Now, it’s Elul, and I am scared. I’m scared that I won’t remember the decision I made, the path I’m on. I’ve forgotten so many times before. Heck, if I had a pencil for every time I’ve restarted, I’d be able to supply every one of the many forgetful students I teach, and that’s a lot of pencils. I don’t want to be just making this decision again next Elul. I want to have moved further – I want to be making new decisions based on the foundations of this year’s. Maybe – I want to be able to build a temple.
Not a third temple in Israel, but a temple of my life, a beautiful sacred life that has strong decisions supported by strong actions. And Tisha B’Av is the time I remember that temples fall, and they need to be cleaned up – but then comes Elul and life temples – they need to be rebuilt. Now, that’s a process that takes time, one that requires cooperation and trust and new ways of looking in the world. Imagine what it would take to build a temple in Israel, without annoying the neighbours? Building a life temple has way less challenges, and they’re on a much smaller scale – but they are there! So, rebuilding is scary, especially knowing that some time during this year, before Tisha B’Av, some of what I build will be knocked down. This decision is a scary one.
All I can do today however, is make my decision, hope it’s the right one, and if it comes – appreciate God’s kiss.
Oh dear. So today is Erev Rosh HaShanah and I don’t think I’ve ever been this unprepared for the High Holidays. I still have a lot of anger in my heart to some of the people in my life – my attempts to forgive have been met with imperfect success. I still have anger towards myself. I still haven’t apologized to anyone for anything big this High Holiday season, and not all of my small apologies have been sufficiently sincere. I haven’t said goodbye and let go of last year’s things. I haven’t made big plans for how next year will be different. I haven’t even finished the darned Blog (maybe during the Yomim Noraim…) None of that has been done. So, what am I supposed to do?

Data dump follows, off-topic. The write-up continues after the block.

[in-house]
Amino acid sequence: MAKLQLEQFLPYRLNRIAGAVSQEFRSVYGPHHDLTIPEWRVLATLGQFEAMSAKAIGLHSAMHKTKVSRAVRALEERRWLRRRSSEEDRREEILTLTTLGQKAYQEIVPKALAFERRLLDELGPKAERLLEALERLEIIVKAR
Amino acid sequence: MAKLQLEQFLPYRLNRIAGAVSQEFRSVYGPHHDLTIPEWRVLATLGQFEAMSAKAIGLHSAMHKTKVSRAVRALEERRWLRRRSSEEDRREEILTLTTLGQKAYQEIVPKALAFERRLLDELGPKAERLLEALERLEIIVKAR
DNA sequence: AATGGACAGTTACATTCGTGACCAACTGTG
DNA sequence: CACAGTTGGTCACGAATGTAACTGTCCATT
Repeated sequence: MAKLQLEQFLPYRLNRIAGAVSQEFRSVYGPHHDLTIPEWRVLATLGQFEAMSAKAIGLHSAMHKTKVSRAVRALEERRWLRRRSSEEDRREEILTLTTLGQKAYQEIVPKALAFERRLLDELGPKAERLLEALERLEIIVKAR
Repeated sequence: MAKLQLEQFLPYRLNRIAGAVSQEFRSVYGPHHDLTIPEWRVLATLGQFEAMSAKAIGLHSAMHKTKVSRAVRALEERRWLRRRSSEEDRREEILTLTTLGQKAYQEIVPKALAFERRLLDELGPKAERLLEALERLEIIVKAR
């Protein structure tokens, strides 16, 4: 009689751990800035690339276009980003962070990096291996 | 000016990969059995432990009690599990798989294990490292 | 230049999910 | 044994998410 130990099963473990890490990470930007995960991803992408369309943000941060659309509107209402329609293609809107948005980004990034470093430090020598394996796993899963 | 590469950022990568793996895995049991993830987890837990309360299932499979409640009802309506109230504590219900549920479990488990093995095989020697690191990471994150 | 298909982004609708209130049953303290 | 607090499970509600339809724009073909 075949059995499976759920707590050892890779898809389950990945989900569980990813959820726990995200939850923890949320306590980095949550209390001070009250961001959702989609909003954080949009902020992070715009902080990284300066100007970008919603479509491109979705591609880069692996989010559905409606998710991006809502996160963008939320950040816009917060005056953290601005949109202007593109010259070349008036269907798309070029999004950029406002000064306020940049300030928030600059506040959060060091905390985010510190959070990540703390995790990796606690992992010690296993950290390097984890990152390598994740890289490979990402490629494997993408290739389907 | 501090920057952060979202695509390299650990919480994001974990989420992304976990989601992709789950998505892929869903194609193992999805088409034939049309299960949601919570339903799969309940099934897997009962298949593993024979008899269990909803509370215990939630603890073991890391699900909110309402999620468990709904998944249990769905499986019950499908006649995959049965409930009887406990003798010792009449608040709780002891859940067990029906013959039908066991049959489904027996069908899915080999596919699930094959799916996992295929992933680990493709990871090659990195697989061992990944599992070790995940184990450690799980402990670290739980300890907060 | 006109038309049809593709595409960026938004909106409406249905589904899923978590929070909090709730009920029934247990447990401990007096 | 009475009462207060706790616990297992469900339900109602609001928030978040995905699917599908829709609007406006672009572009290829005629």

Rosh HaShanah insists on coming. It’s not going to wait for me to figure it out. It’s going to be there before I say “boo”. My only hope is to what? Fake it? Hope that my reluctant heart does Teshuvah now, right now? Figure that Rosh HaShanah itself will take care of the missing bits? Get a bit harder and more cynical and decide it’s a day like any other day and I should just get on with living it? I don’t have answers.
But each time I ask, maybe I get closer. This, this asking, this yearning for better without being able to know what it is, without ever reaching it – this is my preparation. I prepare by giving up and realizing I can’t and by realizing that I must and by never giving up on hope and the future. I prepare by embracing paradox as a valuable part of my faith and by doing just a bit more today of something (anything) than I did yesterday. I prepare by lo listening to my heart long enough to at least hope for the new year. I may not be brave enough to plan, but I can at least hope.
I hope that I finish this blog this year. I hope that I catch up at work. I hope that I can love my kids with all my heart. (I always wonder if the VeAhavta is talking about the way we love God through loving people.) I hope that I can be kind. There. Right there. That’s my top hope for the year – I hope I can be kind. I hope for the kindness that Hillel preached, when he told the entire Torah on one foot
God, this Rosh HaShanah, let me be kind enough to forgive those that harm me. Let me be kind enough to forgive myself and hope for good things for myself. Let me be kind enough to apologize with ease because the regret comes from the heart and not my thinking. Let me be kind in my writing and my planning. I hope for kindness, God. This year, I have learned to be hard. I have learned to set boundaries so firm that joy and loving and warmth are left out in the cold. So, let those boundaries break this Rosh HaShanah. Let my heart break, even if it hurts, so I have no choice but to feel the kindness that I have buried inside.
I am unlikely to suddenly become successful, efficient, popular, or graceful. I can hope for those traits. I can tell stories with those traits in them and I can work to become more like the person in the stories. But it will take time. However, I have been kind. I know what that feels like and I know I can do so. So, that’s what I need to return to. This will be my hope – that I can be a kind person, one who loves truly and cares for other people.